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Archaeologists at James Fort are finding the remains of dozens of sturgeon in the same cellar they discovered “Jane”, the 14-year-old cannibalism victim.
The sturgeon scutes, which are pieces of pyramid-shaped bone covered in pores that line sturgeon bodies, are evidence the settlers brought the large fish into this kitchen pit, a room dug into the ground about 5 feet deep. The kitchen pit was about 50-100 feet away from the water, and sturgeon of that time weighed up to 800 pounds compared to the average 300 pounds of the endangered sturgeon swimming in the James River today.
The latest discovery shows the scutes in the common kitchen were deposited while the kitchen was still in use.
To date, the largest deposit of scutes at Historic Jamestowne had been found in the John Smith well, merely feet from where the current scutes are being discovered. Thousands of scutes were found in the well, which had been filled with trash, to account for at least 34 different sturgeon.
Dr. Matthew Balazik, a post-graduate researcher at Virginia Commonwealth University’s Inger and Walter Rice Center for Environmental Economics, is confident the number of sturgeon represented by the scutes found in the kitchen will be at least the same number found in the well, but will likely exceed it.
Balazik, who has been called the “sturgeon whisperer,” is now working with Jamestown Rediscovery archaeologists to determine additional information on the new sturgeon scutes. Balazik previously worked with the archaeological team on the bones found in the well.
Continued excavation of the L-shaped cellar that provided a final resting place to “Jane” led to the latest discovery. At Historic Jamestowne, Jane’s remains were discovered among a trash pile, which was established in a common kitchen area after the kitchen was no longer used, likely in the spring of 1610, according to Preservation Virginia Senior Staff Archaeologist Daniel Schmidt.
Now that the trash layers have been removed, archaeologists are uncovering the layers from the time the kitchen was in use, likely in 1609. The scutes are littering the kitchen floor in high numbers. The walls that establish the current pit as they wait to be excavated further also show a number of scutes.
“What we have here is basically a layer of sturgeon remains,” Schmidt said.
On two sides of the kitchen are large brick ovens; once excavated they’ll be igloo-shaped cavities. Covering the floor of the kitchen are a layer of ash and the sturgeon scutes, as well as pieces of pottery and a few cannon balls.
Along with scutes, pieces of bone called fin spines, which connects fins to a fish body similar to a human shoulder, have been found.
The spines can be cut to reveal a number of rings that tell how old the fish was, just like tree rings.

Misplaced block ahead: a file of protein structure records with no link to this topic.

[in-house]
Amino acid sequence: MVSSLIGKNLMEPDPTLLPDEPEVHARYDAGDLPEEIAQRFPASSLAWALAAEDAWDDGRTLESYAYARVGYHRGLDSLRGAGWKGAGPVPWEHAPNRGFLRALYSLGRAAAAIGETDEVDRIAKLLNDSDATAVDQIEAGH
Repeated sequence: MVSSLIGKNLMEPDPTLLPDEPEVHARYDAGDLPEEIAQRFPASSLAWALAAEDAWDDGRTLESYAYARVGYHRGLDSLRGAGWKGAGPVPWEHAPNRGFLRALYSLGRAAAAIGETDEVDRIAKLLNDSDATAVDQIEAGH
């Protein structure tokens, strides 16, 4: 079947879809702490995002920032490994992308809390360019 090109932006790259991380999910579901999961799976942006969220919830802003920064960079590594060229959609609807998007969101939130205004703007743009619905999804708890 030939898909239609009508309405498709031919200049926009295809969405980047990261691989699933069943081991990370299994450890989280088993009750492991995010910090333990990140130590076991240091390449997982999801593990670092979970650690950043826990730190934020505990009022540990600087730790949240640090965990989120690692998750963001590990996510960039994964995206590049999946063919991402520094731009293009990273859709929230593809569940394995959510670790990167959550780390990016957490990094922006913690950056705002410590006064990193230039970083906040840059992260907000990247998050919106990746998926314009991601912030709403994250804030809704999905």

“These are like gold,” Balazik said.
A sturgeon only has two of the shoulder-like spine bones.
Additionally, a piece of bone from near the sturgeon throat has been found. It has not yet been excavated but is visible in the top layer of dirt in the kitchen floor. Unlike the completely porous scutes, the throat bone has a porous section below a smoother semi-circle shaped section of bone. Because of the location on the fish’s body, it’s likely the sturgeon were being butchered in the kitchen.
On some of the scutes found in the kitchen, burnt sections or ash is found. At this point, it’s unclear why the sturgeon were being butchered in the kitchen, especially when considering the length and weight of the fish.
Balazik has found scutes of modern James River sturgeon, the largest of which was belonged to an eight-foot sturgeon.
In the scutes excavated so far, the size of a piece of a lateral scute – a scute that would have run down the side of the sturgeon — has led Balazik to believe it was from a female fish that was a little more than 11 feet long and likely weighed 450-500 pounds.
“That’s a realm we’ve never seen,” Balazik said. He explained the lateral scute piece, which is about 4 inches long, may not have been the biggest scute that was on the fish.
Writing from John Smith indicate the sturgeon were a staple for settlers, primarily in 1607 and 1609.
“We had more sturgeon than could be devoured by dog and man, of which the industrious by drying and pounding, mingled with caviar, sorrel, and other wholesome herbs, would make bread and good meat,” Smith wrote in early 1609.
Schmidt thinks the scutes being found are from the fall of 1609, the time that led into the Starving Time—the winter of 1609-10 when Jane was cannibalized by the settlers. Balazik will hopefully be able to determine whether the scutes are from the spring or fall.
Sturgeon “run” – return from the ocean to spawn– in spring and fall; they weren’t around in the winter to allay starvation during the winter of 1609-10. Also, because the fish were so large and are covered in bony scutes rather than slippery scales, the settlers’ nets weren’t ideal for catching them. Written records show the fishing nets had rotted away by the time Lord De La Warr, Thomas West, arrived at the fort at the end of the Starving Time.